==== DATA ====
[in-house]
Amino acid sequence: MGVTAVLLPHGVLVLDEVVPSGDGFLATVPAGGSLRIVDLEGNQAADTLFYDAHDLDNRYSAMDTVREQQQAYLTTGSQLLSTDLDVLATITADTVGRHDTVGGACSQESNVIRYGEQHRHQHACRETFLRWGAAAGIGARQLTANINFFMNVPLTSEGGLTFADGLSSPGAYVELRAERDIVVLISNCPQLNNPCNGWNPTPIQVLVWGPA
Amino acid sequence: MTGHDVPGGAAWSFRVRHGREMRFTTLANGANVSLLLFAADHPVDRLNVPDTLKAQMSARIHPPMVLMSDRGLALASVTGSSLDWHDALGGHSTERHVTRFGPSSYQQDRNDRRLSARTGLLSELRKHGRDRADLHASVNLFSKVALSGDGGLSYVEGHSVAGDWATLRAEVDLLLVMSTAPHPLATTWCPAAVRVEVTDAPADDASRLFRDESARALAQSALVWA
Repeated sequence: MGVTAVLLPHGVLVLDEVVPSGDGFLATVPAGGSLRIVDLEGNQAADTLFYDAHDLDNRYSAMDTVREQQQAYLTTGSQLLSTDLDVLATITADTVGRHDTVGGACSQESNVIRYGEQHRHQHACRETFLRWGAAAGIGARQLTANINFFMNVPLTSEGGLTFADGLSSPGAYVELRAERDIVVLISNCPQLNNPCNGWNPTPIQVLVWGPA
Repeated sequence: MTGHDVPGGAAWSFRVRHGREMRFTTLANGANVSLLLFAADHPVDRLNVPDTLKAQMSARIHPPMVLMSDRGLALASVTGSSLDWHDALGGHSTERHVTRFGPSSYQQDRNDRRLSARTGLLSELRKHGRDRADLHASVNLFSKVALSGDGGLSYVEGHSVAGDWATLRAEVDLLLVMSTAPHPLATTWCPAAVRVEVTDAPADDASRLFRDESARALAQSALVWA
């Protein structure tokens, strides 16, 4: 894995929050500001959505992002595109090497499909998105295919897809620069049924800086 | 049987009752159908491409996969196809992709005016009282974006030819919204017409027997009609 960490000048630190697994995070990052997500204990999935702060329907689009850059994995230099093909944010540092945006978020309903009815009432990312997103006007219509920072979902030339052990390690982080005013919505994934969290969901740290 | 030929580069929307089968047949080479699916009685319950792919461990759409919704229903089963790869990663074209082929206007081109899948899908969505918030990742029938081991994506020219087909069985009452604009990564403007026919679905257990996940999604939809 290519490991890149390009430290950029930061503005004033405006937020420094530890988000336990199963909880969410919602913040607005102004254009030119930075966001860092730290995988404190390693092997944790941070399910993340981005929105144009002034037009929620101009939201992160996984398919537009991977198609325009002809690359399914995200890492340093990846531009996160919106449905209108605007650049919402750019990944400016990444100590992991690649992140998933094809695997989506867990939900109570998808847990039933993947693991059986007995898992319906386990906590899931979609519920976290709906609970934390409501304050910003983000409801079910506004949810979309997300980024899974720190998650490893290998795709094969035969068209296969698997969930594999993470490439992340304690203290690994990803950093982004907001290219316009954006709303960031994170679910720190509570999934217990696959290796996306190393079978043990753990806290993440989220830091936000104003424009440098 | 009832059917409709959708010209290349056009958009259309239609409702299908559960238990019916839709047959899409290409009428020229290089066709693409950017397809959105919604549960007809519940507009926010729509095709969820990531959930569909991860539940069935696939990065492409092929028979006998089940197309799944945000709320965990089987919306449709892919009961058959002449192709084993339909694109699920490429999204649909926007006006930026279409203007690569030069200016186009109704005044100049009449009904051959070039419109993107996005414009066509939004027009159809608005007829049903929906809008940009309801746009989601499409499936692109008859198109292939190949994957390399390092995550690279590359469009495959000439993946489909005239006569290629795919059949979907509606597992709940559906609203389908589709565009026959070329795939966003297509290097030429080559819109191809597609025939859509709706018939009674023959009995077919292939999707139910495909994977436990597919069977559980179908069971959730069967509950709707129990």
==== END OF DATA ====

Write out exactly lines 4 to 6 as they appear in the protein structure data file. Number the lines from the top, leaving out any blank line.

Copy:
Repeated sequence: MGVTAVLLPHGVLVLDEVVPSGDGFLATVPAGGSLRIVDLEGNQAADTLFYDAHDLDNRYSAMDTVREQQQAYLTTGSQLLSTDLDVLATITADTVGRHDTVGGACSQESNVIRYGEQHRHQHACRETFLRWGAAAGIGARQLTANINFFMNVPLTSEGGLTFADGLSSPGAYVELRAERDIVVLISNCPQLNNPCNGWNPTPIQVLVWGPA
Repeated sequence: MTGHDVPGGAAWSFRVRHGREMRFTTLANGANVSLLLFAADHPVDRLNVPDTLKAQMSARIHPPMVLMSDRGLALASVTGSSLDWHDALGGHSTERHVTRFGPSSYQQDRNDRRLSARTGLLSELRKHGRDRADLHASVNLFSKVALSGDGGLSYVEGHSVAGDWATLRAEVDLLLVMSTAPHPLATTWCPAAVRVEVTDAPADDASRLFRDESARALAQSALVWA
């Protein structure tokens, strides 16, 4: 894995929050500001959505992002595109090497499909998105295919897809620069049924800086 | 049987009752159908491409996969196809992709005016009282974006030819919204017409027997009609 960490000048630190697994995070990052997500204990999935702060329907689009850059994995230099093909944010540092945006978020309903009815009432990312997103006007219509920072979902030339052990390690982080005013919505994934969290969901740290 | 030929580069929307089968047949080479699916009685319950792919461990759409919704229903089963790869990663074209082929206007081109899948899908969505918030990742029938081991994506020219087909069985009452604009990564403007026919679905257990996940999604939809 290519490991890149390009430290950029930061503005004033405006937020420094530890988000336990199963909880969410919602913040607005102004254009030119930075966001860092730290995988404190390693092997944790941070399910993340981005929105144009002034037009929620101009939201992160996984398919537009991977198609325009002809690359399914995200890492340093990846531009996160919106449905209108605007650049919402750019990944400016990444100590992991690649992140998933094809695997989506867990939900109570998808847990039933993947693991059986007995898992319906386990906590899931979609519920976290709906609970934390409501304050910003983000409801079910506004949810979309997300980024899974720190998650490893290998795709094969035969068209296969698997969930594999993470490439992340304690203290690994990803950093982004907001290219316009954006709303960031994170679910720190509570999934217990696959290796996306190393079978043990753990806290993440989220830091936000104003424009440098 | 009832059917409709959708010209290349056009958009259309239609409702299908559960238990019916839709047959899409290409009428020229290089066709693409950017397809959105919604549960007809519940507009926010729509095709969820990531959930569909991860539940069935696939990065492409092929028979006998089940197309799944945000709320965990089987919306449709892919009961058959002449192709084993339909694109699920490429999204649909926007006006930026279409203007690569030069200016186009109704005044100049009449009904051959070039419109993107996005414009066509939004027009159809608005007829049903929906809008940009309801746009989601499409499936692109008859198109292939190949994957390399390092995550690279590359469009495959000439993946489909005239006569290629795919059949979907509606597992709940559906609203389908589709565009026959070329795939966003297509290097030429080559819109191809597609025939859509709706018939009674023959009995077919292939999707139910495909994977436990597919069977559980179908069971959730069967509950709707129990």